Both the name and the theory of degrowth aim explicitly to repoliticize environmentalism. Sustainable development and its more recent reincarnation “green growth” depoliticize genuine political antagonisms between alternative visions for the future. They render environmental problems technical, promising win-win solutions and the impossible goal of perpetuating economic growth without harming the environment. Ecologizing society, degrowthers argue, is not about implementing an alternative, better, or greener development. It is about imagining and enacting alternative visions to modern growth-based development. This essay explores such alternatives and identifies grassroots practices and political changes for facilitating a transition to a prosperous and equitable world without growth.
The conflict between environment and growth is ever-present. For “developers,” the value of growth is not to be questioned: more mining, drilling, building, and manufacturing is necessary to expand the economy. Against developers stand radical environmentalists and local communities, who are often alone in questioning the inevitability of “a one-way future consisting only of growth.”1 In this opposition to development projects, philosopher Bruno Latour sees a fundamental rejection of modernity’s separation of means and ends.2 Radical environmentalists recognize that ecology, with its focus on connecting humans with one another and with the non-human world, is inherently at odds with growth that separates and conquers.
The rise of mainstream discourse on sustainable development effectively erased the radical promise of ecology. The notion of sustainability that emerged from the 1992 Earth Summit neutralized and depoliticized the conflict between environment and growth. Since then, negotiations between government, businesses, and “pragmatic” environmentalists have assumed that new markets and technologies can simultaneously boost economic growth and protect natural systems. Environmental problems have been largely consigned to the realm of technical improvement, the province of experts and policy elites.
Ten years ago, the provocative formulation of “degrowth”—a so-called “missile concept”—was put forward to challenge this de-politicization of environmentalism and attack the “oxymoron of sustainable development.”3 The use of a negative word for a positive project was intentional: by subverting the desirability of growth, degrowth aimed to identify and question the ideology that must be confronted in order to transition to a truly sustainable world: the ideology of growth. Degrowth theorists call for an “exit from the economy,” an invitation to abandon economistic thinking and construct viable alternatives to capitalism. However, proposing alternative economic models is not enough. We must also question the existence of an autonomous sphere called “the economy.” The “free market” is not a natural process; it has been constructed through deliberate governmental intervention. Repoliticization of the economy will require hard-fought institutional change to return it to democratic control.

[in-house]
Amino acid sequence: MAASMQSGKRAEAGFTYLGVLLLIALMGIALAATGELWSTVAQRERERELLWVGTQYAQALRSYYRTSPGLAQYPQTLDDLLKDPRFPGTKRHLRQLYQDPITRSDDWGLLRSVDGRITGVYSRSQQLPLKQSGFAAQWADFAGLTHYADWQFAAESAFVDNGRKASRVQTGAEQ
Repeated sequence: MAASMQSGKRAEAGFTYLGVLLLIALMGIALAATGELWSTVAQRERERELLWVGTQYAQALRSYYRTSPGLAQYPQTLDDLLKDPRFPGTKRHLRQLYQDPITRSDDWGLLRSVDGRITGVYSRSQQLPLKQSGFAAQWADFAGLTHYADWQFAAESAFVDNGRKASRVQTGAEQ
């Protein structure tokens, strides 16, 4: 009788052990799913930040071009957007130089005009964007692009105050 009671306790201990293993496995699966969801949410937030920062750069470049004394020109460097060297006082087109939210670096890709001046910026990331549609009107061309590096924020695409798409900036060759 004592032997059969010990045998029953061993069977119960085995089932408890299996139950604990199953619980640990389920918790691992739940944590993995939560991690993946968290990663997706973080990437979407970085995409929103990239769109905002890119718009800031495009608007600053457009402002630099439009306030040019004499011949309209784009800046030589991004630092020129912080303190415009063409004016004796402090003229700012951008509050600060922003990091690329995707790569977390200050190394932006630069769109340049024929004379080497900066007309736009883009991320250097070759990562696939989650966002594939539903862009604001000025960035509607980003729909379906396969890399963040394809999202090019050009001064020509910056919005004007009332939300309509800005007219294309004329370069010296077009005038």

Advocates of degrowth refrain from offering any one blueprint to replace today’s growth-centric “free” market. Their objective is to open up conceptual space for imagining and enacting diverse alternative futures that share the aims of downscaling affluent economies and their material flows in a just and equitable manner.4 Reducing such material flows would likely lead to a decrease in GDP as currently measured.5 However, degrowth is not synonymous with recession or depression, the terms we use for negative growth in a growth economy. Degrowth, instead, involves a rethinking of the organization of society signaled by terms such as limits, care, and dépense.6
Degrowth proposals generally incorporate collective limits, such as caps on carbon emissions or 100% reserve requirements for banks. These are understood as “self-limitations,” collective decisions to refrain from pursuing all that could be pursued. Moreover, only social systems of limited size and complexity can be governed directly rather than by technocratic elites acting on behalf of the populace. Fossil fuels and nuclear power are dangerous not only because they pollute, but also because an energy-intensive society based on increasingly sophisticated technological systems managed by bureaucrats and technocrats will grow less democratic and egalitarian over time. Many degrowth advocates, therefore, oppose even “green” megastructures like high-speed trains or industrial-scale wind farms.
Care can become the hallmark of an economy based on reproduction, rather than expansion. Reproduction refers to the activities that sustain the life cycle, typically within the family. But more generally, it encompasses all processes of sustenance and restoration. In the present economy, care work remains gendered, undervalued, and pushed into the shadow of the formal economy. Degrowth calls for the equal distribution of care work and the re-centering of society around it. A caring economy is labor-intensive precisely because human labor is what gives care its value. It thus has the potential to offset rising unemployment today while fostering a more humane society.
Dépense refers to the unproductive expenditure of the social surplus. How civilizations allocate their surplus, the expenditures they make above and beyond what is necessary to meet basic human needs, gives them their collective character. The Egyptians devoted their surplus to pyramids, the Tibetans to an idle class of monks, and the Europeans of the Middle Ages to churches. In today’s capitalist civilization, as the surplus is accumulated and invested to produce more growth, dépense is displaced to privatized acts of exuberant consumption. Since limiting excessive consumption alone would fuel even more saving and investment, degrowth envisions radically reducing the surplus and deploying it for a festive society in which citizens devise new, non-harmful ways to dispense it, ways that help build community and collective meaning.